As CEO, you’re the initial salesperson. You orchestrate the product roadmap, and at the end of the day, you’re involved in closing every customer. Over time the team that helps you bring your solution to market will grow, but knowing where to start and how (and when) to get there can be overwhelming. Here are 6 things to consider as you get ready to introduce the start of your sales organization.
1. Build your hypotheses
Tempting as it may be to hire a sales pro (or a team of them) to scale your sales, it’s important to have a solid answer for some core questions before you take the leap into building and growing your sales organization.
- What problem is your company trying to solve? This will be your customer message — the reason someone needs or should want your product or service.
- What are the traits of the industry and persona you’re solving for? Understanding your customer persona is critical to knowing how you can better connect to your potential customer and the pain point they’re aching to solve.
- Who has that problem? Knowing who to go after will drastically save you time, let you focus on how to correctly message and sell to that audience, and help maximize your sales efforts to increase the probability of closing deals.
- How do you solve that problem for that group? Why do your customers need your product and how does it differentiate from competitors? Explaining the “how” is integral to your sales narrative during customer conversations.
2. Define the desired role for sales
Once you’ve developed your business hypotheses, it’s important to ask whether this is the right time to think about sales in general as a way to get your product to customers. And the sales channel you ultimately choose — inbound, outbound, channel distribution — should be influenced by the customer’s willingness to pay and expected approach.
For example, think through the target ASP of your product. What type of sales numbers would you need to hit to justify the customer acquisition cost? Inability to justify the cost near-term shouldn’t make or break whether you hire a salesperson, but it should be top of mind as you test your sales channel options and figure out how the buyer of your product or service is likely to make their purchase.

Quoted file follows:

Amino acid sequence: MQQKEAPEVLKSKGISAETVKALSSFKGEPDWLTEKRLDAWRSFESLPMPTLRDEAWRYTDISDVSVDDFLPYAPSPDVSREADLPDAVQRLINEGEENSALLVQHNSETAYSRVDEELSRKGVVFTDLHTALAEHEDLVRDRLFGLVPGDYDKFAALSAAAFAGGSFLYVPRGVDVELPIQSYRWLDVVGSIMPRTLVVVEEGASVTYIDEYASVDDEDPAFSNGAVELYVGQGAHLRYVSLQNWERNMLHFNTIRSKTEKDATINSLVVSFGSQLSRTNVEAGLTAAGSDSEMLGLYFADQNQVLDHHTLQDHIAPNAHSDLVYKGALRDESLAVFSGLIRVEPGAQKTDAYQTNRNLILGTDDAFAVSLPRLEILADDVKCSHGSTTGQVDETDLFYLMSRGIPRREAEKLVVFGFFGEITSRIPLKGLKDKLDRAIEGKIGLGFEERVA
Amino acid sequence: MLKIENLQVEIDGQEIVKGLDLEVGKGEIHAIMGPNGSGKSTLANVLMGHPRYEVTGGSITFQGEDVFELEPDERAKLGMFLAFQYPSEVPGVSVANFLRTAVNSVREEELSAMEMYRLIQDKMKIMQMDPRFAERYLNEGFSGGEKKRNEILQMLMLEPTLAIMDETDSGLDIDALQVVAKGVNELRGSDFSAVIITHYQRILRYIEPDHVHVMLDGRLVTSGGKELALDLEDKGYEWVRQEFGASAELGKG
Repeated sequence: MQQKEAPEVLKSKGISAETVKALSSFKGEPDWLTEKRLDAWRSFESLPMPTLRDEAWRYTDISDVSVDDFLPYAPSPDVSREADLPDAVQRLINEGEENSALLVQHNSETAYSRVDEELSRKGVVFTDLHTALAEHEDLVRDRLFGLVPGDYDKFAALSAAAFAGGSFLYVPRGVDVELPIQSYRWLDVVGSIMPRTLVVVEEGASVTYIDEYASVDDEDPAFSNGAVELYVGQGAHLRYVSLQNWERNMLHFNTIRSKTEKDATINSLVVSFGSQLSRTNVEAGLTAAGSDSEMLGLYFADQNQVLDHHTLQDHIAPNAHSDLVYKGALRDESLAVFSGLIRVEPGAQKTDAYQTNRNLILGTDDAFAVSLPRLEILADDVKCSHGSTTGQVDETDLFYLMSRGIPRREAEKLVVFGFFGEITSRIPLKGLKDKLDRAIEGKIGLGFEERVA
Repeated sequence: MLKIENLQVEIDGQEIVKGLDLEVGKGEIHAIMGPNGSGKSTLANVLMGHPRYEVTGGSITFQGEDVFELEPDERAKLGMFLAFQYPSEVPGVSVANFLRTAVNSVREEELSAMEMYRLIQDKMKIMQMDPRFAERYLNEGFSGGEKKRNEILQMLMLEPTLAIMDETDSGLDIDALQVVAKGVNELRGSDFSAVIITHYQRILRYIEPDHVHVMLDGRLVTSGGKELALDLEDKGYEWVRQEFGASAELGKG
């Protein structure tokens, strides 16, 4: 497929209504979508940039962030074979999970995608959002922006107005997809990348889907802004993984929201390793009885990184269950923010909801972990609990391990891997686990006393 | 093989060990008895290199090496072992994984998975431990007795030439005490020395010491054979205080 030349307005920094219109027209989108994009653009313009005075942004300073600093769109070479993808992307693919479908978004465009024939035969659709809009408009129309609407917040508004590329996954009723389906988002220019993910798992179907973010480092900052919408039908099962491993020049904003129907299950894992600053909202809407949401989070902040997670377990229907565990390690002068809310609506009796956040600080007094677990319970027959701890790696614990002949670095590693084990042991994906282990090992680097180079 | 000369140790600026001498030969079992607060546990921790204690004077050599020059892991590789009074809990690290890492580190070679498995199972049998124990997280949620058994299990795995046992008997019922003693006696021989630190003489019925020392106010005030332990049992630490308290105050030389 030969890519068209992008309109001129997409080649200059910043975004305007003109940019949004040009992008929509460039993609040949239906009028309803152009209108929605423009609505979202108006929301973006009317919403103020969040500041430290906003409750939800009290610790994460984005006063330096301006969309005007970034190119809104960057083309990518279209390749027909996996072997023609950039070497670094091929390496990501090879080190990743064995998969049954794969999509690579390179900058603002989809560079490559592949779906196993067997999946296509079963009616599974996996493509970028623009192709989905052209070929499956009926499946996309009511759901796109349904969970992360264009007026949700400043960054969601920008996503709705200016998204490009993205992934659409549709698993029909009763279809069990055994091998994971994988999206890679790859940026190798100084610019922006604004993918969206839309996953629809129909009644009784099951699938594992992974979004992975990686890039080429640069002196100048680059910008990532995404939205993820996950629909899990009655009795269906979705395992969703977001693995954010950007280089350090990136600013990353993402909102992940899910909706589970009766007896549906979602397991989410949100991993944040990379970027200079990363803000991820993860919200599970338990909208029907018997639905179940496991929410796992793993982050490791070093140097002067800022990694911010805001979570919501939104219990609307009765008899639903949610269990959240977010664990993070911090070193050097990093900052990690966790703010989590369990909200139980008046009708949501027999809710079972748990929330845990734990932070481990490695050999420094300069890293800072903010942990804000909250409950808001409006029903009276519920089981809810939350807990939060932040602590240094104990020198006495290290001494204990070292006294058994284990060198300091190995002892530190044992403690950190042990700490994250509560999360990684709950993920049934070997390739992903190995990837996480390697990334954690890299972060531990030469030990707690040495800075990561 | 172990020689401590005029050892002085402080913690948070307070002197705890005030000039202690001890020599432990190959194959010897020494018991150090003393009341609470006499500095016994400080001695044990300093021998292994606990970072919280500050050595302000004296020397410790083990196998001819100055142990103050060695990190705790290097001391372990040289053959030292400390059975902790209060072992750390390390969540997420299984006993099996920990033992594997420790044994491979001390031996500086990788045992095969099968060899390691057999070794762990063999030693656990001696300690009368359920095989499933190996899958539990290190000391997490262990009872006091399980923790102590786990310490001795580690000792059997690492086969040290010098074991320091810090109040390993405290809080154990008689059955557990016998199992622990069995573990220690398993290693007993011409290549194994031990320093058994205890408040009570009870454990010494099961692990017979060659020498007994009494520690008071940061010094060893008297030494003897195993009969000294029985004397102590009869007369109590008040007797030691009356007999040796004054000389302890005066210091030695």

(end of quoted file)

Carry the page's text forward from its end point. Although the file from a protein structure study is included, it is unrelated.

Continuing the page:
Essentially, make sure you have a clear outlook on the “purpose” of sales in your organization (such as gathering product development insights to help you reach your product-market fit, providing better customer service, hitting ARR targets). This will help you figure out who you’re looking for as a hire and how the organization around them will develop and grow.
3. Outline key characteristics for your first sales hire
Before you post a job on LinkedIn or reach out to your network, determine you candidate’s inalienable needs. Industry experience doesn’t always outweigh startup experience here, since startup culture is fast-moving, ever-evolving, and filled with an array of uncertainty — and not everyone is cut out for it.
Personality and style are details not to be overlooked in your search. You could find that person who can sell a hamburger to a vegan, but if they don’t understand what drives your business and can’t mesh your scrappy but driven technical team, it’s going to be hard for them to excel. And if it’s clear early on that it’s not working, be willing to your cut the cord before it poses risk to your team, your processes, or your brand.
A required skill you won’t find on a resume is the candidate’s willingness to have difficult, even probing, conversations. Your sales hire will be doing this with clients and prospects to understand why they won’t buy, determine their willingness to pay, learn what similar offerings they’re considering, and get to the heart of what problem this solves for them — helping you ensure your product is doing what it needs to. Role-play during the interview process to let them show you whether they can probe for the information you need in a way that strengthens a relationship with the customer rather than pushing them away.